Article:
Leadership: Disruptive Differences


September17, 2008:  Combat troops from America, Britain, Canada, Australia and New Zealand are using a training area in Europe (the Joint Multinational Readiness Center) to find out, among other things, exactly how the differences in how they communicate and operate, can be modified so that troops from all five nations can function more effectively together in combat. Troops from all five nations are heavily engaged in Afghanistan, and often operate together. But the differences in procedures often causes confusion delays. Even though the U.S., Britain and Canada all belong to NATO (which has interoperability rules for troops from all members), when infantry or commandos from the three are working together, troublesome difference show up and make a difference.

Britain, Canada and the U.S. have been conducting exercises like this since 1947, when the ABCA organization was created, to try and avoid coordination problems the three armies had during World War II. Australia joined ABCA in 1968, and New Zealand two years ago. The five nations understand that they have to constantly work together, because each army is regularly changing equipment, weapons, tactics and procedures. Even in the United States, the army and marines have to stay on touch about these matters, because the army and marines use slightly different tactics and procedures in combat.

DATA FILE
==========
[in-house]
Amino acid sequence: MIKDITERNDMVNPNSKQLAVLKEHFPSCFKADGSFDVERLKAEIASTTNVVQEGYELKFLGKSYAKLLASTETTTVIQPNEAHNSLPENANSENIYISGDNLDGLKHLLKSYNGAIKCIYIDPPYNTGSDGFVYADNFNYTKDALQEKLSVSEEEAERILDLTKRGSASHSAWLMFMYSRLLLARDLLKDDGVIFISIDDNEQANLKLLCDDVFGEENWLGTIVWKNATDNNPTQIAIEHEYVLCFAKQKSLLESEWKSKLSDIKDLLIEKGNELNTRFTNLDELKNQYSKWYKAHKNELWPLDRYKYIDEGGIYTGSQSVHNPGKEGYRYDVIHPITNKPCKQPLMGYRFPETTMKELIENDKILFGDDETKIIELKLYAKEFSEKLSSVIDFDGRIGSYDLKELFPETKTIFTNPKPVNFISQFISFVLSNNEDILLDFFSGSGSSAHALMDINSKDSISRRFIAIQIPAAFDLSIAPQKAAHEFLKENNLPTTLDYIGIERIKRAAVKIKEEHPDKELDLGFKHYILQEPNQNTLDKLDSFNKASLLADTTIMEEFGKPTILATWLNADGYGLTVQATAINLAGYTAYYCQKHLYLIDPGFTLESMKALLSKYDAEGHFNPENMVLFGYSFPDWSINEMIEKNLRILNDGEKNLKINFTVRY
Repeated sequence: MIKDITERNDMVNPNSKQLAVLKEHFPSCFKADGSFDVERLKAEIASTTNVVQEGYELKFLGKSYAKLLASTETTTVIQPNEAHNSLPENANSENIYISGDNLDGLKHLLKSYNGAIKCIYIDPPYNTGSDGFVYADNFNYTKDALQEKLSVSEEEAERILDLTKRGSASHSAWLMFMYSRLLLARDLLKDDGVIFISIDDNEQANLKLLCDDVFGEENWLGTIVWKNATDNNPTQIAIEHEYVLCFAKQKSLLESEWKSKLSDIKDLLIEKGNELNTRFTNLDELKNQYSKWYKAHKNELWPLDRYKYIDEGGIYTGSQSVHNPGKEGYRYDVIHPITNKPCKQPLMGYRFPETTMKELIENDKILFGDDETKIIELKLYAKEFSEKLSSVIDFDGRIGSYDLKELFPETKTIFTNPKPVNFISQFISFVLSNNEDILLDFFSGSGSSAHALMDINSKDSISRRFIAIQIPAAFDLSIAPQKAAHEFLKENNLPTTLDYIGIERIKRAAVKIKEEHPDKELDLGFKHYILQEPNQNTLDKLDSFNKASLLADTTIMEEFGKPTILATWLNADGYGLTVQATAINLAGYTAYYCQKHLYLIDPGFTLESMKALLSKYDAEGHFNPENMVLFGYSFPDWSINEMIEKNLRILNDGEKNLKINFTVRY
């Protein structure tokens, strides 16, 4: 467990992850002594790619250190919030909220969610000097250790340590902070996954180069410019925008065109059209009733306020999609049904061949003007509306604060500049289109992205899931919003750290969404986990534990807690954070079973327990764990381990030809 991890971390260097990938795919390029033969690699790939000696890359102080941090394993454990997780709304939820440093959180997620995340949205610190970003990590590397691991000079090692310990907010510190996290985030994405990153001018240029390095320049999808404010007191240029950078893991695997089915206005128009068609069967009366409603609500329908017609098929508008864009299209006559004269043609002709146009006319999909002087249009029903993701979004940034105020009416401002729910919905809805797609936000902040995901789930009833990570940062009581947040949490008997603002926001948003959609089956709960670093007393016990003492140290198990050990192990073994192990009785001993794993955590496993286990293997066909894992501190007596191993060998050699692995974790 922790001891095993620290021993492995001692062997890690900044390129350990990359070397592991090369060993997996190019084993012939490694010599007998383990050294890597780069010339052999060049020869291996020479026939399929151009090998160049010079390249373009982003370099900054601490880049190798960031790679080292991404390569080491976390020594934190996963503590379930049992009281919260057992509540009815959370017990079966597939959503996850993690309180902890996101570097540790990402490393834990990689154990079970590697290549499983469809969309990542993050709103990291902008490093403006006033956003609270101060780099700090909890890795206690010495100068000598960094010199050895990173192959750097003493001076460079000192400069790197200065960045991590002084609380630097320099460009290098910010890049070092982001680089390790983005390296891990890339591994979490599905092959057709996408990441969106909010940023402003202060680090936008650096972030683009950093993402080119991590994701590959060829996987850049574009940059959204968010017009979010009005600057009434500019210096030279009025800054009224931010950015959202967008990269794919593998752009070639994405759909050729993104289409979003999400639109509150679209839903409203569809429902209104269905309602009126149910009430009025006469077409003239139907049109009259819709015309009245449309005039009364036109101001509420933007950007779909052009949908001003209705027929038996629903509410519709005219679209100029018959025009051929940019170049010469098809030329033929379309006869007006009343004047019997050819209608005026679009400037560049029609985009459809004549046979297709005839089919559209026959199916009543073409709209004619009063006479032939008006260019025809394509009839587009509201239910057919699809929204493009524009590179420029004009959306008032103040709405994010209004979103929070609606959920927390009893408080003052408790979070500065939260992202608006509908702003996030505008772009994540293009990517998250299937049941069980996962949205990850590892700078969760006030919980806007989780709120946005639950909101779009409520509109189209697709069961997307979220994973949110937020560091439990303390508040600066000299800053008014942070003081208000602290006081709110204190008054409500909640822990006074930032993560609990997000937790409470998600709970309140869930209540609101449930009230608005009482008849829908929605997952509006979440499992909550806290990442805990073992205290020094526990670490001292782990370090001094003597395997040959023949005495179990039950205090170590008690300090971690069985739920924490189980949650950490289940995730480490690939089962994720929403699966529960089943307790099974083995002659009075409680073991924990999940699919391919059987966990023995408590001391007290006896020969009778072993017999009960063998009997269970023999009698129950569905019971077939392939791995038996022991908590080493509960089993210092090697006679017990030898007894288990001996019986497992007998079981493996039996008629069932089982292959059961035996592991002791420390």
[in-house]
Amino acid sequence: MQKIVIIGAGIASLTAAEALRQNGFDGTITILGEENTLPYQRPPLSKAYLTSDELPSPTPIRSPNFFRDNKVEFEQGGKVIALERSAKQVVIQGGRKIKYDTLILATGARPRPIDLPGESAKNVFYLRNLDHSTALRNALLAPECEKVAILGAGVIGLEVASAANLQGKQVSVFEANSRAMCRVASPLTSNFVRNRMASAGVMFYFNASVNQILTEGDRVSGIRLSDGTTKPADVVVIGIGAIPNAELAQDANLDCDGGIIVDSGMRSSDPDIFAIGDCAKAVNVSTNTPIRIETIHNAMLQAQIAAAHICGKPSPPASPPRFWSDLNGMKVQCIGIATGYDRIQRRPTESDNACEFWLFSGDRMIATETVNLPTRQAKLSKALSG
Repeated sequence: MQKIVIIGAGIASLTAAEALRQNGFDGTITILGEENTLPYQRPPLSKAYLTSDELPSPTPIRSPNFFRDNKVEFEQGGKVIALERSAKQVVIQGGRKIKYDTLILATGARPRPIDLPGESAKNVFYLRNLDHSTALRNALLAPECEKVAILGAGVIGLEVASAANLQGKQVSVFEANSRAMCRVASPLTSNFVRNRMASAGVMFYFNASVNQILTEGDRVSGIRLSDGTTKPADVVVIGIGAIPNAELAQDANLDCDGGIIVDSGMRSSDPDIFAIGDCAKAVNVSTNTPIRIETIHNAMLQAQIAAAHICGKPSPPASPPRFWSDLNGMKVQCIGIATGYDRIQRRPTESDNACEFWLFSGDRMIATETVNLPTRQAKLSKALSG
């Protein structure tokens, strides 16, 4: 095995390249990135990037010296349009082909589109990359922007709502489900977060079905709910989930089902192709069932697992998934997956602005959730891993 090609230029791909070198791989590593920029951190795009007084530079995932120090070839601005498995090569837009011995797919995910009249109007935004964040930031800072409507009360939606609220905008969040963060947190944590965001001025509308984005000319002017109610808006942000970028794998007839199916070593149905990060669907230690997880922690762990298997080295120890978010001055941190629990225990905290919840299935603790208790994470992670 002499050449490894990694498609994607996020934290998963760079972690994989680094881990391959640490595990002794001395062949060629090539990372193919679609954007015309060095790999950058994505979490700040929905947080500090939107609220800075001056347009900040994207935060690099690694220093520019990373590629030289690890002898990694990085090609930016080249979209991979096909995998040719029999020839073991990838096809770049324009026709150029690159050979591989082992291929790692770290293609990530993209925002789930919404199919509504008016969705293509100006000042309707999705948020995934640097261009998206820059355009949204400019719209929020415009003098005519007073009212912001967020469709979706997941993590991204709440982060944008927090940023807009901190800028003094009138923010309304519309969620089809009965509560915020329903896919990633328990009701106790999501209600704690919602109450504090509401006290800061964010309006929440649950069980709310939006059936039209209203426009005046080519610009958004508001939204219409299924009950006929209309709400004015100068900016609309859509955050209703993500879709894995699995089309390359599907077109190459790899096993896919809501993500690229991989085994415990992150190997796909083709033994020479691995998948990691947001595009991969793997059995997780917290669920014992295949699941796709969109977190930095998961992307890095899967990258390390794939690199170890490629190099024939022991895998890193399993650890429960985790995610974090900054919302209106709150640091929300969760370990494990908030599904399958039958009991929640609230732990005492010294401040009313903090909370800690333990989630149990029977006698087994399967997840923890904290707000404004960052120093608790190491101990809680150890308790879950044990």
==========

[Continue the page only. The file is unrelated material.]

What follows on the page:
The current exercises are concentrating on working out kinks encountered when the computerized message and command systems everyone is using. Many of the problems encountered here can be fixed with changes in the software, but that takes time. And first you have to find out exactly what the problems are.

While you can have a bunch of staff officers sit down and list and compare everything to find the differences on paper, in the reality of combat, more differences show up. Not everything gets written down, and the troops don't always follow the procedures as written. Thus the regular training exercises, where the differences can be noted, recorded and distributed. There might even be some changes in how troops operate, not just to avoid misunderstandings, but because you discovered that someone else has come up with a better way of doing something.

ABCA actually tries to discover, and deal with, disruptive differences through the militaries of each nation. This covers logistics, vehicle maintenance, staff procedures, planning and, well, just about everything. This, in turn, is to foster more cooperation, which it has.





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